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Claims(24)
What is claimed is:
1. A Session Initiation Protocol (SIP) stack for a SIP application programmed to use at least one service, the stack comprising:
an end-point controller linked to the SIP application for creating at least one SIP session so that each said at least one session is linked to said end-point controller, and for holding and managing said at least one SIP session for the SIP application; said end-point controller being programmed to receive at least one session service implementation from said application and to attach said at least one session service implementation to one of said at least one SIP session;
said at least one session being programmed for creating at least one transaction so as to be linked thereto, and for holding and managing said at least one transaction and said at least one session service implementation for the application; said at least one session being programmed to retrieve at least one transaction service implementation from said at least one session services and to attach said at least one transaction service implementation to said at least one transaction; and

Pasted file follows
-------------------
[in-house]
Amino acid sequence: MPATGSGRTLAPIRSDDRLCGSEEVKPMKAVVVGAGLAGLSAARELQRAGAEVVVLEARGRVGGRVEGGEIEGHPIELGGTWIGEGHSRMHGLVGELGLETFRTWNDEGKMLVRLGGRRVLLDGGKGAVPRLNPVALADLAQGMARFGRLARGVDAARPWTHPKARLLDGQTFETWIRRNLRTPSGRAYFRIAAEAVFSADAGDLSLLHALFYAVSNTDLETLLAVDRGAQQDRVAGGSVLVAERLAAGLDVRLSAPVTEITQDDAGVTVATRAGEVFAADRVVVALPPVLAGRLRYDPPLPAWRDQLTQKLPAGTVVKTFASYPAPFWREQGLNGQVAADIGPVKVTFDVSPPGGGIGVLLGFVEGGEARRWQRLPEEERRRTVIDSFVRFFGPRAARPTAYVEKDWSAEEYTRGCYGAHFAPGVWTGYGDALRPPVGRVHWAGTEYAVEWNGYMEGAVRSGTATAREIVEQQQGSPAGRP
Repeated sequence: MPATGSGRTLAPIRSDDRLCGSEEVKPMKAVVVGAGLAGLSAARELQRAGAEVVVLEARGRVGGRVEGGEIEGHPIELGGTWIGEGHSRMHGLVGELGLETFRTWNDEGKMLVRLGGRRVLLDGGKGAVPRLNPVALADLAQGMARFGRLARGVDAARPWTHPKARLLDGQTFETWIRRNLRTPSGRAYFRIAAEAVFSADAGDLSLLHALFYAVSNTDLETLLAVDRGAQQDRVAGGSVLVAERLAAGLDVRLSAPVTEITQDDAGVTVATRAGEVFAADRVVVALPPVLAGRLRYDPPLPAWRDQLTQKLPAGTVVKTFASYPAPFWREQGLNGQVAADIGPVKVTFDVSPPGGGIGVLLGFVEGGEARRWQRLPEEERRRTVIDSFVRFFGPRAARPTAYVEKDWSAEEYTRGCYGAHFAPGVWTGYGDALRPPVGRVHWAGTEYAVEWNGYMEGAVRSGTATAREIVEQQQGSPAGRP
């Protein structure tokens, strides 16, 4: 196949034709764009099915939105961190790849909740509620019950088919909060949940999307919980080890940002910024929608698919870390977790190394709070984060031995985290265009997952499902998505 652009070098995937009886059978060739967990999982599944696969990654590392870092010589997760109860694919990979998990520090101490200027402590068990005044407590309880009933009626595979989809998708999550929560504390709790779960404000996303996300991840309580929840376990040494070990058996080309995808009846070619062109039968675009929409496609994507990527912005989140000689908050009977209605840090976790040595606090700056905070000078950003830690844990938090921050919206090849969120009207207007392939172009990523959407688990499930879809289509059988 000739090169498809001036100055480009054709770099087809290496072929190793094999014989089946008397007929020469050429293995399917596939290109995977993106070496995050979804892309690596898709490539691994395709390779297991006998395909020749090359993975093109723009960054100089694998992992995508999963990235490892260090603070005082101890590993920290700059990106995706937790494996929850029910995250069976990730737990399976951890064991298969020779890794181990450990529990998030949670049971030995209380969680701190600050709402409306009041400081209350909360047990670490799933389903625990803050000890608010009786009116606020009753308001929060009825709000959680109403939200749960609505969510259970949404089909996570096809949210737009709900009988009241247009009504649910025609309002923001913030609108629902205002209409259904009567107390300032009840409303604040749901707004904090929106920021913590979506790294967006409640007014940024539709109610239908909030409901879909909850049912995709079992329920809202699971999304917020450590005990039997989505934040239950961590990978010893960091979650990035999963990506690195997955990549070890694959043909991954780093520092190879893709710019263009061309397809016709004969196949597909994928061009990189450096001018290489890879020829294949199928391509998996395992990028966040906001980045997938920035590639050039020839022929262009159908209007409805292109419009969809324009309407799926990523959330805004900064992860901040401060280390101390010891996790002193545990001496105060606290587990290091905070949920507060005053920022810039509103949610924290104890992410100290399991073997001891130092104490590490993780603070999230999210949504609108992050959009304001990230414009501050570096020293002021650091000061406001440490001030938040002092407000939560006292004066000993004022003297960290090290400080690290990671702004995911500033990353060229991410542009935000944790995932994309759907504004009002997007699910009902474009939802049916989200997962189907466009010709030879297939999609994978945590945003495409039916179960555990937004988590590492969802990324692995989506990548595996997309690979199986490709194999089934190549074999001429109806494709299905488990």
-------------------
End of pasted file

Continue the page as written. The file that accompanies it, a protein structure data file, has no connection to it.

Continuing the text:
said at least one transaction being programmed for holding and managing said at least one transaction service.
2. A SIP stack as recited in claim 1, wherein said end-point controller is selected from the group consisting of a user agent, a SIP proxy server, a SIP registrar server, a SIP redirect server, and a back-to-back user agent.
3. A SIP stack as recited in claim 1, wherein said end-point controller, said at least one session, and said at least one transaction are programmed with respective interfaces allowing service interactions between the application, said end-point controller, said at least one session, and said at least one transaction.
4. A SIP stack as recited in claim 3, wherein said respective interfaces are Application Programming Interfaces (API).